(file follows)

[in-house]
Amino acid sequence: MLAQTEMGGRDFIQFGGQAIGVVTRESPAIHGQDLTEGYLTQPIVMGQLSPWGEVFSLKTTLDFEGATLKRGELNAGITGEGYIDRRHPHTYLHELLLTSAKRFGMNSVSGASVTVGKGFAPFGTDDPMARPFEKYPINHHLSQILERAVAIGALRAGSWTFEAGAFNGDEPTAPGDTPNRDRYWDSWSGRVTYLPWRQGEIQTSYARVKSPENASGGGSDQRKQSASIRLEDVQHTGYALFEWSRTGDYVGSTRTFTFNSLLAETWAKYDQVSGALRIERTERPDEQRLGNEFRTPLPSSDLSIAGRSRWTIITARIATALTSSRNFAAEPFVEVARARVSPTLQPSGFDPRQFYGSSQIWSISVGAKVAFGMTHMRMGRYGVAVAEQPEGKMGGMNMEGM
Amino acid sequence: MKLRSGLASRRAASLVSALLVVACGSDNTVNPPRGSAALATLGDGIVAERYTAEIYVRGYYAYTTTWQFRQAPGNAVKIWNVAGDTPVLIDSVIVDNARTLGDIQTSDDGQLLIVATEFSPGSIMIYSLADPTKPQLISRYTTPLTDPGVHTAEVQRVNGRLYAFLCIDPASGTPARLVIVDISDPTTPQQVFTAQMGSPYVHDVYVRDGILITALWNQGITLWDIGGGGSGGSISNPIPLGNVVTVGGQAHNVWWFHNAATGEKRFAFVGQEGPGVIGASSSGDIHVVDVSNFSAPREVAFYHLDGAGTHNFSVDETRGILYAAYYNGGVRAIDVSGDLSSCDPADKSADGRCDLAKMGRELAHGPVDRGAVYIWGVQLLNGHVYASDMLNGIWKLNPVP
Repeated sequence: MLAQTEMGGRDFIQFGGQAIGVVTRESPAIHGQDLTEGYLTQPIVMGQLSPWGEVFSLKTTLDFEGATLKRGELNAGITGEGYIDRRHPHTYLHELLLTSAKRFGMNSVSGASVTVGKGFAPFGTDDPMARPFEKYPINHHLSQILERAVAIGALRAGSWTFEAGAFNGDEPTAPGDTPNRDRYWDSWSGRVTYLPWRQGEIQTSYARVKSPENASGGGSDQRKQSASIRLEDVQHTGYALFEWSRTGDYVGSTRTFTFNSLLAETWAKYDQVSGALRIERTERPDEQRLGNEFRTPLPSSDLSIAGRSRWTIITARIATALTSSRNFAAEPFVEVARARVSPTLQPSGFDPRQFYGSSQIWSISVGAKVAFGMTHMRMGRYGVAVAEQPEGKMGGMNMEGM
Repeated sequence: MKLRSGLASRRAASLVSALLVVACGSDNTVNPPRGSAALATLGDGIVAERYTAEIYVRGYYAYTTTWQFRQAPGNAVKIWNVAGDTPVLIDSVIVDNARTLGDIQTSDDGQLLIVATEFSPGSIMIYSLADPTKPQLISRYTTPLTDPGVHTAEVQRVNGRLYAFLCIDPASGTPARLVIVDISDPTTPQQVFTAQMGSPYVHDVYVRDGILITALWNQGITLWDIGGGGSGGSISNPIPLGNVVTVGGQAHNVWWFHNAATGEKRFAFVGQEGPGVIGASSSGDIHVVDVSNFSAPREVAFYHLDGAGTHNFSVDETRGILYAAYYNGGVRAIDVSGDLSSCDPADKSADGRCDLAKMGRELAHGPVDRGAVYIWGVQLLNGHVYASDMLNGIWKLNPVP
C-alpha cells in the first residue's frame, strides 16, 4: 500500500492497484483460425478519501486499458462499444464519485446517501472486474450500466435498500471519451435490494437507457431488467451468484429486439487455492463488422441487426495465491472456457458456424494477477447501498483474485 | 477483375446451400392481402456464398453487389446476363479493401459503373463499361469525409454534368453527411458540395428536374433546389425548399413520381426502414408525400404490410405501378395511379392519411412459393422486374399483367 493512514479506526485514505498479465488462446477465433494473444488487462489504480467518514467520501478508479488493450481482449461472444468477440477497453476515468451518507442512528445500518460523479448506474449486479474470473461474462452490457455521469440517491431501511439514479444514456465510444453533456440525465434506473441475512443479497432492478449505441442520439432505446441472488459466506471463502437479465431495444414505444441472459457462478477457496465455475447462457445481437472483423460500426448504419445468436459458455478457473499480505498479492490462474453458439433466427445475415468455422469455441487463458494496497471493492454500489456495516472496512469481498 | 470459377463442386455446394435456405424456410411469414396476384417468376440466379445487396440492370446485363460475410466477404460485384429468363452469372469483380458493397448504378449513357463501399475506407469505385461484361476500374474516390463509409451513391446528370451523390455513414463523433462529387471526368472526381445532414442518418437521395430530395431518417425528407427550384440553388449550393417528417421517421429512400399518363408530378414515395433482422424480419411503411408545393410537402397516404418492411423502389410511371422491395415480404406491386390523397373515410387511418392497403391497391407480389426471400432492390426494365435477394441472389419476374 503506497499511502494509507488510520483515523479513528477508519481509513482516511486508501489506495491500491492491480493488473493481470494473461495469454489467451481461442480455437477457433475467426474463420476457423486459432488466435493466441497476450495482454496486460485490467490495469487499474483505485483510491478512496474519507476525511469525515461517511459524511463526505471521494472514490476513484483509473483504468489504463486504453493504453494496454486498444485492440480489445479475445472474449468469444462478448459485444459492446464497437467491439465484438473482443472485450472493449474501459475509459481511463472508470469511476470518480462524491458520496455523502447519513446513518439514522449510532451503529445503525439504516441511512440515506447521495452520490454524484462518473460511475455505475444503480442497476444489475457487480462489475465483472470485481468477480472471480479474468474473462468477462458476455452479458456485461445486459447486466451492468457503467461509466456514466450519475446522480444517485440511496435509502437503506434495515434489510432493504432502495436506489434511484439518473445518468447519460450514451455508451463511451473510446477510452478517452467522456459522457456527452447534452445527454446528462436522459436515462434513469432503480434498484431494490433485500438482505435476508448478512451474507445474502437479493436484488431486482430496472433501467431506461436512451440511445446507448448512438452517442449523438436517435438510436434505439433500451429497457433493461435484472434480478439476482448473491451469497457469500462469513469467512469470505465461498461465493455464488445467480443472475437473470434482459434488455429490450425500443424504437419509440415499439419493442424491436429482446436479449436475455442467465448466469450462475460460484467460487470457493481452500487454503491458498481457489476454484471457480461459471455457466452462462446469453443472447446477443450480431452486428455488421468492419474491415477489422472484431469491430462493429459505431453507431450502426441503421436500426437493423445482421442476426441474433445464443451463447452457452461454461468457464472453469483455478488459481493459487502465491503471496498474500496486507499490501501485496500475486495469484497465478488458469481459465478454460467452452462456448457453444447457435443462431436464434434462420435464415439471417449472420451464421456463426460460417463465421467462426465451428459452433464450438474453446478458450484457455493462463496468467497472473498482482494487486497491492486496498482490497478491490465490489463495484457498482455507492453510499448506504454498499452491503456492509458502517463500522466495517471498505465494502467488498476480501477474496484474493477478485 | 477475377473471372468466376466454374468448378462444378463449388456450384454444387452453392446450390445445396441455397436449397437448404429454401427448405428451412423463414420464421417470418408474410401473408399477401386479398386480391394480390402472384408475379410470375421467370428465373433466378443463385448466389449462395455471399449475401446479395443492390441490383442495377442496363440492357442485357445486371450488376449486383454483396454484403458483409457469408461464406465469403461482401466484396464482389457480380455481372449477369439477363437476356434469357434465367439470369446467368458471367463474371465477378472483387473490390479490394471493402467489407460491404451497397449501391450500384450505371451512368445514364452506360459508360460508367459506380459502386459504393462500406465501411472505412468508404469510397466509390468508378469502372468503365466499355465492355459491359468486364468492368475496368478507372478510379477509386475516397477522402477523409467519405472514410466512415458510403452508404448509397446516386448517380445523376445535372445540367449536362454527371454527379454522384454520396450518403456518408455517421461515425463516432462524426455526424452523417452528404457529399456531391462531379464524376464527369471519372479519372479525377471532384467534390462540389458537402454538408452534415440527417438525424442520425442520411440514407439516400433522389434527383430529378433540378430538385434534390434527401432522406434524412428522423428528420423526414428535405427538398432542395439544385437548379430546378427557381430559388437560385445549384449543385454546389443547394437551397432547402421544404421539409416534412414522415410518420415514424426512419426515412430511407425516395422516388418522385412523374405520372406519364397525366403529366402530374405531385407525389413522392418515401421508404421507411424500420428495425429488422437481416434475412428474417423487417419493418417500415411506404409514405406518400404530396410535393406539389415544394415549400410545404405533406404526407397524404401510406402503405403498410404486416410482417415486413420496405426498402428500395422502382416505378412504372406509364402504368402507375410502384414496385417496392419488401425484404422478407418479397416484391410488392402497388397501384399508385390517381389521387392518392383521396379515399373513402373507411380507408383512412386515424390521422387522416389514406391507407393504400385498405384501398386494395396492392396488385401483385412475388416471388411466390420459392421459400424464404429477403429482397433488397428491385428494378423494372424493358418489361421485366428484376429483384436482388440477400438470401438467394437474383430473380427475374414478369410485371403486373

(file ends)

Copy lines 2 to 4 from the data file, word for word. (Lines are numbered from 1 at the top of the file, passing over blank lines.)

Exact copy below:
Amino acid sequence: MLAQTEMGGRDFIQFGGQAIGVVTRESPAIHGQDLTEGYLTQPIVMGQLSPWGEVFSLKTTLDFEGATLKRGELNAGITGEGYIDRRHPHTYLHELLLTSAKRFGMNSVSGASVTVGKGFAPFGTDDPMARPFEKYPINHHLSQILERAVAIGALRAGSWTFEAGAFNGDEPTAPGDTPNRDRYWDSWSGRVTYLPWRQGEIQTSYARVKSPENASGGGSDQRKQSASIRLEDVQHTGYALFEWSRTGDYVGSTRTFTFNSLLAETWAKYDQVSGALRIERTERPDEQRLGNEFRTPLPSSDLSIAGRSRWTIITARIATALTSSRNFAAEPFVEVARARVSPTLQPSGFDPRQFYGSSQIWSISVGAKVAFGMTHMRMGRYGVAVAEQPEGKMGGMNMEGM
Amino acid sequence: MKLRSGLASRRAASLVSALLVVACGSDNTVNPPRGSAALATLGDGIVAERYTAEIYVRGYYAYTTTWQFRQAPGNAVKIWNVAGDTPVLIDSVIVDNARTLGDIQTSDDGQLLIVATEFSPGSIMIYSLADPTKPQLISRYTTPLTDPGVHTAEVQRVNGRLYAFLCIDPASGTPARLVIVDISDPTTPQQVFTAQMGSPYVHDVYVRDGILITALWNQGITLWDIGGGGSGGSISNPIPLGNVVTVGGQAHNVWWFHNAATGEKRFAFVGQEGPGVIGASSSGDIHVVDVSNFSAPREVAFYHLDGAGTHNFSVDETRGILYAAYYNGGVRAIDVSGDLSSCDPADKSADGRCDLAKMGRELAHGPVDRGAVYIWGVQLLNGHVYASDMLNGIWKLNPVP
Repeated sequence: MLAQTEMGGRDFIQFGGQAIGVVTRESPAIHGQDLTEGYLTQPIVMGQLSPWGEVFSLKTTLDFEGATLKRGELNAGITGEGYIDRRHPHTYLHELLLTSAKRFGMNSVSGASVTVGKGFAPFGTDDPMARPFEKYPINHHLSQILERAVAIGALRAGSWTFEAGAFNGDEPTAPGDTPNRDRYWDSWSGRVTYLPWRQGEIQTSYARVKSPENASGGGSDQRKQSASIRLEDVQHTGYALFEWSRTGDYVGSTRTFTFNSLLAETWAKYDQVSGALRIERTERPDEQRLGNEFRTPLPSSDLSIAGRSRWTIITARIATALTSSRNFAAEPFVEVARARVSPTLQPSGFDPRQFYGSSQIWSISVGAKVAFGMTHMRMGRYGVAVAEQPEGKMGGMNMEGM